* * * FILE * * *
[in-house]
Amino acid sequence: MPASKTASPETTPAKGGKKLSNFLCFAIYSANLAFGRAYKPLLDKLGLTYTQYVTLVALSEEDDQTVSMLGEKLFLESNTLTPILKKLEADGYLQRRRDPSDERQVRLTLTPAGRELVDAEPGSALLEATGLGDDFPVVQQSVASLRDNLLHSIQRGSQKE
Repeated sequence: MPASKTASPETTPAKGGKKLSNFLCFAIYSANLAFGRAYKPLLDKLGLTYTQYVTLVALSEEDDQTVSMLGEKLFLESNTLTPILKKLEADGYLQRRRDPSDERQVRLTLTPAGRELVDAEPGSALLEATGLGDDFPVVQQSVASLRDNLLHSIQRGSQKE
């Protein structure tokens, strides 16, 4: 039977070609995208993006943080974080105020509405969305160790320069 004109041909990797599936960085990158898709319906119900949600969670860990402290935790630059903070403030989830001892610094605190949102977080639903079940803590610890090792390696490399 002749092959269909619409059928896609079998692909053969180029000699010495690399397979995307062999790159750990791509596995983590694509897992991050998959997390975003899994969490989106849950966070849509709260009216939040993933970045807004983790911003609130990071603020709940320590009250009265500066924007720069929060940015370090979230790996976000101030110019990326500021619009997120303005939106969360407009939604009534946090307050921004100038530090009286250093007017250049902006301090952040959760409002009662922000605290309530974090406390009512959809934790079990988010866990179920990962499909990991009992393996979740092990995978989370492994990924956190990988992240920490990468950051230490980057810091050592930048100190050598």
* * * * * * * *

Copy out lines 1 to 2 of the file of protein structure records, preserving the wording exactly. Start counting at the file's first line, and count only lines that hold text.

[in-house]
Amino acid sequence: MPASKTASPETTPAKGGKKLSNFLCFAIYSANLAFGRAYKPLLDKLGLTYTQYVTLVALSEEDDQTVSMLGEKLFLESNTLTPILKKLEADGYLQRRRDPSDERQVRLTLTPAGRELVDAEPGSALLEATGLGDDFPVVQQSVASLRDNLLHSIQRGSQKE